BTW, do you know where is possible to hear the Ridley Audio power amp?

Rgs,
Romy


"I wish I could score everything for horns." - Richard Wagner. "Our writing equipment takes part in the forming of our thoughts." - Friedrich Nietzsche
05-19-2006 Post does not mapped to Knowledge Tree
Bud
upper left crust united snakes
Posts 87
Joined on 07-07-2005

Post #: 17
Post ID: 2418
Reply to: 2417
possible patent search
Romy,

I have no direct knowledge about these products. I only have a brochure, given to me by an evil person... well maybe not evil, but he does try to get male children, who are friends of his male child, to play in "Garage Rock an Roll Bands" rather than doing the more acceptable drugs and sex part of the hallowed "Drugs, Sex and Rock an Roll" !

In the brochure Ridley does claim to hold patents on the "intentional heating" of transitors and the methods for doing so. They also claim that they can run transistors to 150 deg. C for 10,000 hours without concern...... Perhaps another denizen of this particular jungle can search for the relevent patents? I can hardly find my ass with both hands, so I am not at all good with search engine rules and regulations.

Call them @ 770-640-9024 and ask for a demo amp...what can you lose? Maybe they will even loan you one, so you can give it your unbiased opinion and a suitable review.....? Certainly if they were to visit this site they would learn something, and it would even be good for them too.

Bud
05-19-2006 Post does not mapped to Knowledge Tree
Romy the Cat


Boston, MA
Posts 9,495
Joined on 05-28-2004

Post #: 18
Post ID: 2419
Reply to: 2418
I have problems with “Sound professionals”

Bud,

thanks, perhaps I will get in touch with him but I do not know what I might doe with his AB amp…

Still, I generally have difficulty to talk with audio people and to extend any credibility to what they said if I did not experience personally the reference points that people have in their minds. You see, the technical people do deal most of the time with actual Sonic results but rather with development of the own algorithms to control events and to manage own egos. A person might be perfectly reasonable and intelligent in his/her realm of expertise but his research might have explicitly theoretical application only with the restricted context of “none applied theory”. Being applied the “research” might become a different way of doing….  Absolutely nothing. I’m sure that this guy is able to run transistor at 150 degree but the question is not how he does it but what result he is getting. I would need to hear “what I need to hear” and then a person might have a credit to claim how that Sound was done. Without the actual familiarity with Sound that those people are talking about all of them consider themselves geniuses and great inventors. I certainly do not mean the Ridley Audio guy but I dealt a lot with pro audio folk and with high-end specialists who consider themselves  “fancy” but after familiarizing with their Sound, or with Sound that they consider “acceptable” I realized that I wasted my time extending to them any trustworthiness.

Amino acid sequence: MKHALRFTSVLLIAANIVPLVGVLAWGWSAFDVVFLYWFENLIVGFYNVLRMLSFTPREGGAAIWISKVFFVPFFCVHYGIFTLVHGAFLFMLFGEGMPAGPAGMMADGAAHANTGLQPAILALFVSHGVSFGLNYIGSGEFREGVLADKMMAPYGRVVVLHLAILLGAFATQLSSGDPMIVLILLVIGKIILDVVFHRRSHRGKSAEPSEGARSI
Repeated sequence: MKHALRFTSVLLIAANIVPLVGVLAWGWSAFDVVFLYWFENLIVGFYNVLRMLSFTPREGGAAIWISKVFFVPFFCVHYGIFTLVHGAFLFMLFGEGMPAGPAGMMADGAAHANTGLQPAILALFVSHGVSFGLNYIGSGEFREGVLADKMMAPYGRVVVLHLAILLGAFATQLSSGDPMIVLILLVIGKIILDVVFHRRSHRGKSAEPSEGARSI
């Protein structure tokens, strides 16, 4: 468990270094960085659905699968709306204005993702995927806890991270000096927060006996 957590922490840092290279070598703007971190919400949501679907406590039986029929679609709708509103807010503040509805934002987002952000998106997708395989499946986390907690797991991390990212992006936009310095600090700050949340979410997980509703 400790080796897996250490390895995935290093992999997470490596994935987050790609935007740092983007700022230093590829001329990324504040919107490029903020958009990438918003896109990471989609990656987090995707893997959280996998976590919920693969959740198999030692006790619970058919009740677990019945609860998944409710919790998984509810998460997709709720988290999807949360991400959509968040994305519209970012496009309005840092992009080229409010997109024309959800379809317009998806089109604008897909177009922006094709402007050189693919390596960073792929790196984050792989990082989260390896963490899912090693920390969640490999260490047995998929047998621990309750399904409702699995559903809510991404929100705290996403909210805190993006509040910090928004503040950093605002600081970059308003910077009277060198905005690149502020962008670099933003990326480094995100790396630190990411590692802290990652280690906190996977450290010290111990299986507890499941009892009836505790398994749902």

Rgs,
Romy the Cat


"I wish I could score everything for horns." - Richard Wagner. "Our writing equipment takes part in the forming of our thoughts." - Friedrich Nietzsche
05-19-2006 Post does not mapped to Knowledge Tree
Romy the Cat


Boston, MA
Posts 9,495
Joined on 05-28-2004

Post #: 19
Post ID: 2420
Reply to: 2419
Transistors and operating temperature.

I would like to extend my last previous post a little. First off all, I would like to remind that I am very much not an expert in usage of transistor and second - I would like do not convert this thread into those DIY desecration: as you all know I hate DIY people.

Still, the Ridley Audio guy smudges that he found a way to runs his transistors at 150 degree C.  With raise of temperature the current carrying capabilities decrease significantly.

So, driving Zarathustra in pure Class A, with no tricks or biasing abracadabras, I wonder how mach “save current” (power) we would be loosing is we go over 100 C. It looks like the Ridley Audio guy uses custom made MOSFETs and suggest that they do better at high temperature. He might be very correct but would it affect only HIS MOSFETs? Zarathustra does not use MOSFET, does not operate in AB and meant, quietly wise be good enough even to drive horns (!), which is very bold requirement that I do not know if we would be able to meet. The Ridley suggest the Kevlar-ribbon loudspeakers… If my definition of success were to make a playback to sound good for  jazz then it would be enough….

The Cat


"I wish I could score everything for horns." - Richard Wagner. "Our writing equipment takes part in the forming of our thoughts." - Friedrich Nietzsche
05-20-2006 Post does not mapped to Knowledge Tree
Romy the Cat


Boston, MA
Posts 9,495
Joined on 05-28-2004

Post #: 20
Post ID: 2423
Reply to: 2417
Liquid helium brain inertia in Class A?